However, our diversity needs to be based on interdependency rather than independence… Just as we use different parts of our bodies to perform different tasks, we all have particular talents which make us very good at the jobs we choose to do; and sometimes we can jealously guard those jobs that we like doing, thereby preventing others from a chance of receiving equal recognition. In addition, if we perceive that these are highly skilled tasks we can begin to give them a superior status, which often leads to pride. Yet the work we perform in God’s name cannot be based on a belief of self-sufficiency – our successes are built on the grace of God and the shoulders of those that support us –this sermon would be pretty pointless if the church and its people weren’t present – and a lot has happened in the past and behind the scenes to bring everybody to this particular point in time. Just take a moment to think why and how it is you are here today?

Moreover, who are we to judge the worthiness of each role played within the church? Just as our limbs depend on muscles, and tendons; nerves and microscopic synapses to function efficiently, and would be useless without them, so we have to ensure that every role a person has is equally valued. Furthermore, we need to realise that if we are working towards a common purpose – a united body – then we have to recognise that there will be some within that ‘body’ who may be vulnerable and therefore need to be nurtured and cared for.

Often, living in a society that prizes outward signs of power and achievement, we can despise weakness and vulnerability, but Paul turns this on its head, so that as Christians we should honour those ‘less respectable members’ and instead afford them mutual respect. It could be anyone of us that fluffs their lines in the readings, or takes a long time to get up to the altar rail or forgets the milk for refreshments…If we learn to be more accepting then the church will truly function as the body of Christ

Of course there are going to be time when we do disagree with each other, but it will be how we deal with this that counts. If our disagreements are forever aired publicly, rather than quietly and with concern for the other person, then we run the risk that we lower the respect that we need to have for each other as well as the respect that others have for us. We devalue the whole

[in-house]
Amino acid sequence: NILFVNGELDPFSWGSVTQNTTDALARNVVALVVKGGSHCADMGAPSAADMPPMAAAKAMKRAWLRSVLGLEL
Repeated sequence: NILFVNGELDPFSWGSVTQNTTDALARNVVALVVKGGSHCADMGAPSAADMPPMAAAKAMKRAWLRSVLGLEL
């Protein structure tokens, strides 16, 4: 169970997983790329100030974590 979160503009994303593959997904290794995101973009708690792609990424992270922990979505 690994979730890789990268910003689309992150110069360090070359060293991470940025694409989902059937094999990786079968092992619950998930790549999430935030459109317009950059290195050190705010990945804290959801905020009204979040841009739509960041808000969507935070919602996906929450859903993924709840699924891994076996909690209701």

What then should the shape of the whole look like? Well, in a world that is forever dieting and primping to maintain the body beautiful, we need to put that image aside. Our body should be fluid and growing, accepting new members so that every part of the body can grow stronger. We shouldn’t pick and choose what sort of parts or people we might need more of, or reject what might be to some insignificant or worthless. We have to allow people to be what they are; love each other unconditionally and rejoice in our unity – because if we don’t then we not acting as the body of Christ; and In the words of a song by the music group Casting Crowns – “Jesus paid much too high a price for us to pick and choose who should come… and we are the body of Christ”

Amen

Lyrics from If We Are The Body – Casting Crowns

It’s crowded in worship today
As she slips in trying to fade into the faces.
The girls’ teasing laughter is carrying farther than they know
Farther than they know

A traveller is far away from home
He sheds his coat and quietly sinks into the back row.
The weight of their judgemental glances
Tells him that his chances are better out on the road

But if we are the body
Why aren’t his arms reaching?
Why aren’t his hands healing?
Why aren’t his words teaching?
And if we are the body
Why aren’t his feet going?
Why is His love not showing them there is a way?
There is a way

Jesus paid much too high a price
For us to pick and choose who should come
And we are the body of Christ

Jesus is the way

© Casting Crowns 2003
https://www.castingcrowns.com/music/lyrics/if-we-are-body

Disclaimer: Any names mentioned within this sermon have been changed to protect people’s anonymity and because I would still like to worship there. They know who they might be!